The charges and arrests announced today are the latest in an ongoing investigation that has resulted in the prosecution of more than 175 members and associates of the Bonanno family in the Eastern District of New York. Since March 2002, more than 10 Bonanno family bosses, acting bosses and administration members have been convicted in this district on racketeering and racketeering-related charges.

“Members of organized crime continue to exploit their victims the old-fashioned way—through violence, threats, and intimidation. Learning nothing from their incarceration, two of the defendants allegedly sought to regain their money and influence on the street while still under federal supervision. But because they learned nothing, they find themselves back in custody again, along with their co-defendants,” stated United States Attorney Lynch. “As law enforcement has so successfully done before, we will employ our own time-tested techniques to bring them to justice to account for their crimes. We will not rest in this pursuit until the Bonanno crime family and La Cosa Nostra have been completely dismantled.”

DEA Acting Special Agent in Charge Plummer stated, “These arrests prove that justice comes to those who have abused the system. The five defendants arrested with RICO charges will face the consequences of their alleged illegal actions in the court of law. The New York Drug Enforcement Task Force worked diligently with the United States Attorney’s Office in order to keep our city and state crime free.” Mr. Plummer thanked the New York Drug Enforcement Task Force which comprises agents and officers of the DEA, New York State Police and the New York City Police Department for their hard work on this investigation.

FBI Assistant Director in Charge Fedarcyk stated, “Today’s charges confirm that La Cosa Nostra families continue to engage in the bedrock money-making activities like extortion and loansharking, and are not shy about resorting to violence as a method. As long as mobsters continue their predatory ways, the FBI will continue to target the mob.”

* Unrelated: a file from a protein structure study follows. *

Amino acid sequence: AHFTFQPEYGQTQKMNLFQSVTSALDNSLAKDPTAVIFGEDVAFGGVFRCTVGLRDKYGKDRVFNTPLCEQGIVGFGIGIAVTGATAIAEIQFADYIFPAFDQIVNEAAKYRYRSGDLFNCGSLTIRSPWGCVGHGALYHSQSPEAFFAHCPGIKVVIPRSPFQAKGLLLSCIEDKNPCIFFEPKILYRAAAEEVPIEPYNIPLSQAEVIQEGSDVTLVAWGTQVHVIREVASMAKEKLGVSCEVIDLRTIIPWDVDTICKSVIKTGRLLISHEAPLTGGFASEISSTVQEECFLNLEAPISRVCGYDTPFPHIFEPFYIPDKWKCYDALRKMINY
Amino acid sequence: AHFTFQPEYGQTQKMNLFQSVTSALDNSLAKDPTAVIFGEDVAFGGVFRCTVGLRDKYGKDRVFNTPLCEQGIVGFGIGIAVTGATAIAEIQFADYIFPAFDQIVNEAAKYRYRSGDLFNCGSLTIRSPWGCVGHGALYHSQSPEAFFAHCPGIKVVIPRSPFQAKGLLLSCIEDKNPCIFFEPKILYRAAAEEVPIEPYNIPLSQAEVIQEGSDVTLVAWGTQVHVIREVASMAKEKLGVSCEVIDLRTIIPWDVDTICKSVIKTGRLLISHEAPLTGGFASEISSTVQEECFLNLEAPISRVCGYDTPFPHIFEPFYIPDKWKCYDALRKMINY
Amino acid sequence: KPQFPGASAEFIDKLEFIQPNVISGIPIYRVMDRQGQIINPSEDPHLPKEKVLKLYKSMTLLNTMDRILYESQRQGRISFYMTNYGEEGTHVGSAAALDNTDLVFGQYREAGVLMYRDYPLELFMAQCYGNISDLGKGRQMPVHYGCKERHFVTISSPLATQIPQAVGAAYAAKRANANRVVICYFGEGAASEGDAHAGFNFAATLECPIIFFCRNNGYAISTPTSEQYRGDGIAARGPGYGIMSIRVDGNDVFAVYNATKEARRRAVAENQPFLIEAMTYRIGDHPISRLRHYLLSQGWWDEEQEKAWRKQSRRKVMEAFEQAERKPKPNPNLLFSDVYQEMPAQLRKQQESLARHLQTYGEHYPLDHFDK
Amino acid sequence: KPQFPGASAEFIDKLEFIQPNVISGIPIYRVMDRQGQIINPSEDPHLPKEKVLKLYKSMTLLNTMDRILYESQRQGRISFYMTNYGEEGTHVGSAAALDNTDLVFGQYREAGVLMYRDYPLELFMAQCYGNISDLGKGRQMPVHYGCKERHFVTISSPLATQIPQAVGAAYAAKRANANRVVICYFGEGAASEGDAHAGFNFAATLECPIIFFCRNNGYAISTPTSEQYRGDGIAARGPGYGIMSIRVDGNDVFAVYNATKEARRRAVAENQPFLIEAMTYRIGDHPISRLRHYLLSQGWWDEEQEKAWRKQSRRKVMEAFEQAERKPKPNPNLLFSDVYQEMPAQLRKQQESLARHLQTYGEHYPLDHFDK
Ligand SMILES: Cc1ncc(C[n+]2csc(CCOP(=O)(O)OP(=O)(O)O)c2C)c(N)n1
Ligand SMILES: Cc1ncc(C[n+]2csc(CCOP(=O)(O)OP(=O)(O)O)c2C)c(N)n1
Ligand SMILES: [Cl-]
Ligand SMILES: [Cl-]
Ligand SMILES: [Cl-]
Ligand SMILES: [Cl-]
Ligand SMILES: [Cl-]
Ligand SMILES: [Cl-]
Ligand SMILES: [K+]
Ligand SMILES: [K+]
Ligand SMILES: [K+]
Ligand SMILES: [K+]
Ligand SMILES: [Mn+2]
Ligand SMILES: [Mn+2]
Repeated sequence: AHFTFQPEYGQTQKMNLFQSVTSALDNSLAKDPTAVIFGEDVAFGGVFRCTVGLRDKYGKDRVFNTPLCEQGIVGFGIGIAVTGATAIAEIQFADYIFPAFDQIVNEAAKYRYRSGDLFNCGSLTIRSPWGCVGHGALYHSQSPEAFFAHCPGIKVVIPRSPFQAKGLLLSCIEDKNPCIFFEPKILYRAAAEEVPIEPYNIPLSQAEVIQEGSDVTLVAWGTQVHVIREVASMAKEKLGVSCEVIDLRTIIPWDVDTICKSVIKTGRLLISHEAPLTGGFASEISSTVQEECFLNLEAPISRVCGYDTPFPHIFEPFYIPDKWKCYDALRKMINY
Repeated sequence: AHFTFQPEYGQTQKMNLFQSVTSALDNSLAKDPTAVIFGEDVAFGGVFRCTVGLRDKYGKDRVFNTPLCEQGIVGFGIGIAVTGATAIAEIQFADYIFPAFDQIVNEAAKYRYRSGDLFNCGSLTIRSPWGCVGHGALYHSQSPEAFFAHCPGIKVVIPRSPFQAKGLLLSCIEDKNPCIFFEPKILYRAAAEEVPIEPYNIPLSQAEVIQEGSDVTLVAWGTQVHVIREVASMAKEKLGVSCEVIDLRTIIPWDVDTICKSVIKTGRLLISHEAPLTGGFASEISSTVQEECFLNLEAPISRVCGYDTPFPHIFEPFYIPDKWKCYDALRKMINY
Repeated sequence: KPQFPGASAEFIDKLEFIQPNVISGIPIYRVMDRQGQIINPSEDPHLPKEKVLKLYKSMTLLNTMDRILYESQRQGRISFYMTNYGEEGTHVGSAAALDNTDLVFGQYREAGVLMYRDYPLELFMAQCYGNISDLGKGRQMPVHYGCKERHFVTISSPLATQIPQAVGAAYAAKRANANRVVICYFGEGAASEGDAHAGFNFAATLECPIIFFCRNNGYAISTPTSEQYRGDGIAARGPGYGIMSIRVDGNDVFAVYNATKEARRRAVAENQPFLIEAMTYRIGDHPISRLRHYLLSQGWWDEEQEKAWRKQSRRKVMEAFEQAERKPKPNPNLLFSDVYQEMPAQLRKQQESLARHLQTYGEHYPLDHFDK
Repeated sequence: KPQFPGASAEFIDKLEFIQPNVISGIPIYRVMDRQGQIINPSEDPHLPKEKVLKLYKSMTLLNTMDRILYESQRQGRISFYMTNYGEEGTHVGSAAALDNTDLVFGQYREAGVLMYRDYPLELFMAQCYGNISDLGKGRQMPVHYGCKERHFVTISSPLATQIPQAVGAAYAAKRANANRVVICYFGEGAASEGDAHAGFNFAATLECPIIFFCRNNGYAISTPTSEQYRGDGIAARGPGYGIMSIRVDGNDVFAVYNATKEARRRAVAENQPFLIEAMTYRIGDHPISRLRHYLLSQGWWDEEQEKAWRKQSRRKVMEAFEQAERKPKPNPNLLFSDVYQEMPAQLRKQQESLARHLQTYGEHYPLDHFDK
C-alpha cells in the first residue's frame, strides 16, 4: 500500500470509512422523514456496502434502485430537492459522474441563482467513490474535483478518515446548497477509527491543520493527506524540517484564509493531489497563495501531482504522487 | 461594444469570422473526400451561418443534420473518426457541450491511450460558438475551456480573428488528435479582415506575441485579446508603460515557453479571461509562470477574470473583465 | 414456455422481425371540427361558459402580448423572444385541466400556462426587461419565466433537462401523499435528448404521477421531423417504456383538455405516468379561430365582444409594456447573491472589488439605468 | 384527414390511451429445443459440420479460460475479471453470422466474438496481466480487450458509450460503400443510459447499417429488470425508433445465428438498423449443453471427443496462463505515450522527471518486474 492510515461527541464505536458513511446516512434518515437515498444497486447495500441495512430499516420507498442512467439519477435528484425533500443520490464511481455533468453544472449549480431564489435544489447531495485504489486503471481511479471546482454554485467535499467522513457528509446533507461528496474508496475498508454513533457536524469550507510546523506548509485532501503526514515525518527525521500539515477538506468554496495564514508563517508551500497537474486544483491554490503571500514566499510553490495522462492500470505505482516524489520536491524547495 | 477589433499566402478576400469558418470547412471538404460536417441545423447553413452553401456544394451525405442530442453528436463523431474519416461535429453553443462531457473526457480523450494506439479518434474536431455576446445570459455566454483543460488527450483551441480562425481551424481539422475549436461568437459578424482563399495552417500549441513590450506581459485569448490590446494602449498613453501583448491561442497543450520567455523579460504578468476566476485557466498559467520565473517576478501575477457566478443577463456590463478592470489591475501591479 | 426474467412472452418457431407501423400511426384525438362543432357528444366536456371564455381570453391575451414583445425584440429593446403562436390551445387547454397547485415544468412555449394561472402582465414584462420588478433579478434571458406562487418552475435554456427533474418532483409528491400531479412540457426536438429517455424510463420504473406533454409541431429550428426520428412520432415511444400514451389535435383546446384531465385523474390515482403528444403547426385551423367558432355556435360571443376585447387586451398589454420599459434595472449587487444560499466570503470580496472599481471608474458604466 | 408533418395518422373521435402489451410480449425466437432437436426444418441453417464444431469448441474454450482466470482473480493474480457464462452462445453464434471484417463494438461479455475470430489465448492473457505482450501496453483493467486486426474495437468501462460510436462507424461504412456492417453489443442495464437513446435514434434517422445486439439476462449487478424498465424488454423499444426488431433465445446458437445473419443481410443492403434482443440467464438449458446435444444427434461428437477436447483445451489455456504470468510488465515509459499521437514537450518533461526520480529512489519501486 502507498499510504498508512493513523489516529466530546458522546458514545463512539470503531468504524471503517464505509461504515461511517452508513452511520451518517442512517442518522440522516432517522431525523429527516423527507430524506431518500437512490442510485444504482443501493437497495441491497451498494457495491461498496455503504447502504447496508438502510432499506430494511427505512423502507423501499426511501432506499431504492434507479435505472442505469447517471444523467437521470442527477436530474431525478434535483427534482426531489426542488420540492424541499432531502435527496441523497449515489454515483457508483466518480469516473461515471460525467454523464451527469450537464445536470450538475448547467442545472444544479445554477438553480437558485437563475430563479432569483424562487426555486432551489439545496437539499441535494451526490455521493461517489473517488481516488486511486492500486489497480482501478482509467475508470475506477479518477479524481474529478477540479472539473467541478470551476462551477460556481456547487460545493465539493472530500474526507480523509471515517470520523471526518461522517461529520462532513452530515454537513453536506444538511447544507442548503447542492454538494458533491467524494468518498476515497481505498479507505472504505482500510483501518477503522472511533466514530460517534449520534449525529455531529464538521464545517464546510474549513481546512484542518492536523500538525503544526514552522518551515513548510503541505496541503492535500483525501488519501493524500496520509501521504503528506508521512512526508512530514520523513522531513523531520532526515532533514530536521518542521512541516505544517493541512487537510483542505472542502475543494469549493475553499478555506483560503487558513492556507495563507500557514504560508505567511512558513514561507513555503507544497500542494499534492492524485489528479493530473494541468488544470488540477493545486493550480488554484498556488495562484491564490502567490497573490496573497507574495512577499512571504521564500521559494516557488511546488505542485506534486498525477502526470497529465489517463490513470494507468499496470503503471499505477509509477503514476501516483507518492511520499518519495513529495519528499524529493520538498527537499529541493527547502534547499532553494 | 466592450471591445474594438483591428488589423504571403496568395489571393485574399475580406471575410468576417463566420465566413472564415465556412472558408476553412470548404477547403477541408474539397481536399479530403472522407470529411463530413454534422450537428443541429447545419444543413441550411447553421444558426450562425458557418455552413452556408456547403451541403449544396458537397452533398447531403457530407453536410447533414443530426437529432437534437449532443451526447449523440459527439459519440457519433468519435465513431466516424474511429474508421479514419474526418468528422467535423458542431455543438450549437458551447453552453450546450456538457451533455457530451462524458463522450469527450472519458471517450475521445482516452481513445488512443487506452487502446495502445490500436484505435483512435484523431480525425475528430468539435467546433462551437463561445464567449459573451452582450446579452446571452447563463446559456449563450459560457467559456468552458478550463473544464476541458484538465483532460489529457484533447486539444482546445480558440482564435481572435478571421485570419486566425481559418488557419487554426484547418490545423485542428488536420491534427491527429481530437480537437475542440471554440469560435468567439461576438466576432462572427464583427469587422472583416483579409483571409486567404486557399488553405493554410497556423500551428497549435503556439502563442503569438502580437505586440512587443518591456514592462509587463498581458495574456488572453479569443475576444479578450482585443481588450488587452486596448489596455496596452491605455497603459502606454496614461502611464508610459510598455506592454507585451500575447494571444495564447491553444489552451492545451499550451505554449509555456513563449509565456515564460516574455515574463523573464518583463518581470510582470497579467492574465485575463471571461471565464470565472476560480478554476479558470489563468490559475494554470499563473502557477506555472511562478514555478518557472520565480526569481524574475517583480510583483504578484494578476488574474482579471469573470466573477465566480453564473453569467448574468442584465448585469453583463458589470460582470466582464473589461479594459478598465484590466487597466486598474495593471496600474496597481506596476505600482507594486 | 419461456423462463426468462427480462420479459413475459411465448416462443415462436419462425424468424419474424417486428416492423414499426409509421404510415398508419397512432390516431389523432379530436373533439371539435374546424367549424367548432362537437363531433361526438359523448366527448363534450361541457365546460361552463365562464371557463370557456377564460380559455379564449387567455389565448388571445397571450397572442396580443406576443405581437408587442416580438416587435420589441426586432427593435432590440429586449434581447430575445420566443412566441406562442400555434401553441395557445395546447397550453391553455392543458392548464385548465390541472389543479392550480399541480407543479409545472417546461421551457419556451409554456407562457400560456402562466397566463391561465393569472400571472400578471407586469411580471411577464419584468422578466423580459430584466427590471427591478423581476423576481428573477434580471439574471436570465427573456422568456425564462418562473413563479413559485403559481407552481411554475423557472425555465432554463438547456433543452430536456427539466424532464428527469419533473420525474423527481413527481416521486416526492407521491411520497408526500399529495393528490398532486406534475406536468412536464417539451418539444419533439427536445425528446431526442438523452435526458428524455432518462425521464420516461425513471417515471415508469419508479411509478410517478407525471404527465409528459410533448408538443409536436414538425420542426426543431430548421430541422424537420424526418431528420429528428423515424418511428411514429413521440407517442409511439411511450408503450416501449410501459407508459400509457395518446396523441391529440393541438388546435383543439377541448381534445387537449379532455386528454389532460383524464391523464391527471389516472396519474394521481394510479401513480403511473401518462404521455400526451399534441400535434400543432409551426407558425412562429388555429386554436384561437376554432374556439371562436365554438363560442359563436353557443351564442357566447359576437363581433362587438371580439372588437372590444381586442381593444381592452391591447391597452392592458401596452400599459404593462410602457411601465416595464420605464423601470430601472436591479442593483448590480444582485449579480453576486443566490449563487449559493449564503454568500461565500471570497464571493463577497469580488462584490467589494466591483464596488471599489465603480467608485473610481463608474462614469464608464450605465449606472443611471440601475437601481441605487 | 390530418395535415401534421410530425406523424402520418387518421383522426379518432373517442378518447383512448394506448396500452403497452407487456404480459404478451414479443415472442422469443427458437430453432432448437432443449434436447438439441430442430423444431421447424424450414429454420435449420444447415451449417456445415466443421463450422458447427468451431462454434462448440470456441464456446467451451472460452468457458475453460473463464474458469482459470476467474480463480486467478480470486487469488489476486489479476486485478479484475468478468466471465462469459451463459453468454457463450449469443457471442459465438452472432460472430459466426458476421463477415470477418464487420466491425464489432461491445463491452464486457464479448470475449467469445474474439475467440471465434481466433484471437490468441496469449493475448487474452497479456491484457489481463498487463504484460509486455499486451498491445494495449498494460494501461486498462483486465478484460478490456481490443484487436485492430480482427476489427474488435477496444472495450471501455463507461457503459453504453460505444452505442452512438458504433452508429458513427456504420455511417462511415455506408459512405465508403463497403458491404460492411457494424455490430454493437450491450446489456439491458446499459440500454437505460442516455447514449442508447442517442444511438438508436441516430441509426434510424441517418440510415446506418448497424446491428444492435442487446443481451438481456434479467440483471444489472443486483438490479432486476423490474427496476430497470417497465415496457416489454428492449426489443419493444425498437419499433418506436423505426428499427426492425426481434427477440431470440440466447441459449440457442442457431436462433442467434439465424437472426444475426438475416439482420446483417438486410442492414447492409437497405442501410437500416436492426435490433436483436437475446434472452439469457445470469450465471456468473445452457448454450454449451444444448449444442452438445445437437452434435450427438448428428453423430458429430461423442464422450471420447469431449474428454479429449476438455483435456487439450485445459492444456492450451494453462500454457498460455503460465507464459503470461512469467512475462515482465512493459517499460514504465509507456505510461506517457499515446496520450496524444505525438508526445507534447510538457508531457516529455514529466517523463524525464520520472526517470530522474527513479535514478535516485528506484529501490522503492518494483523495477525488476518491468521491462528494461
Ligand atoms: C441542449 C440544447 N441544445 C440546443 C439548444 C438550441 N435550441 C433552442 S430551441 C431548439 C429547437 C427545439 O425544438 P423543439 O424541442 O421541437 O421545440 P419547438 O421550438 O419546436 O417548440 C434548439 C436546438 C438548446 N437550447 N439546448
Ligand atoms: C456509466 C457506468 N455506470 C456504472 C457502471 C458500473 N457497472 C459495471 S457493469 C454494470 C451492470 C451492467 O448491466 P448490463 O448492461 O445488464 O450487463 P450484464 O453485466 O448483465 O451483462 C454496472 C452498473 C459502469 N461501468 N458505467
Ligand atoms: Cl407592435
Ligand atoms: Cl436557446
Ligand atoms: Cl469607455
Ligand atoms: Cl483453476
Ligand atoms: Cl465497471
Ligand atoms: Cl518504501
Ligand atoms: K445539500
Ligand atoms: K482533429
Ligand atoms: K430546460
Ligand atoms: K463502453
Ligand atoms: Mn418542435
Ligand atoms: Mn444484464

NYPD Commissioner Kelly stated, “This case demonstrates that the FBI, DEA, and NYPD in partnership with federal prosecutors, are relentless and will continue to dismantle organized crime and protect the public from its insidious effects.”

If convicted, each defendant faces a maximum sentence of 20 years’ imprisonment.

The government’s case is being prosecuted by Assistant United States Attorneys Nicole M. Argentieri and Stephen E. Frank.

The Defendants:

VINCENT BADALAMENTI Age: 53

VITO BALSAMO Age: 55

ANTHONY CALABRESE Age: 44

ANTHONY GRAZIANO Age: 71

JAMES LAFORTE Age: 35

NICHOLAS SANTORA Age: 69

[1] The charges contained in the indictment are merely allegations, and the defendants are presumed innocent unless and until proven guilty.”

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Douglas McNabb – McNabb Associates, P.C.’s
Federal Criminal Defense Attorneys Videos:

Federal Crimes – Be Careful

Federal Crimes – Be Proactive

Federal Crimes – Federal Indictment

Federal Crimes – Detention Hearing

————————————————————–

To find additional federal criminal news, please read Federal Crimes Watch Daily.

Douglas McNabb and other members of the U.S. law firm practice and write and/or report extensively on matters involving Federal Criminal Defense, INTERPOL Red Notice Removal, International Extradition and OFAC SDN Sanctions Removal.

The author of this blog is Douglas McNabb. Please feel free to contact him directly at mcnabb@mcnabbassociates.com or at one of the offices listed above.


Ryan N. Hermon, Chief of Staff to New York State Assemblyman William F. Boyland Jr., Charged with Alleged Bribery and Hobbs Act Extortion Conspiracy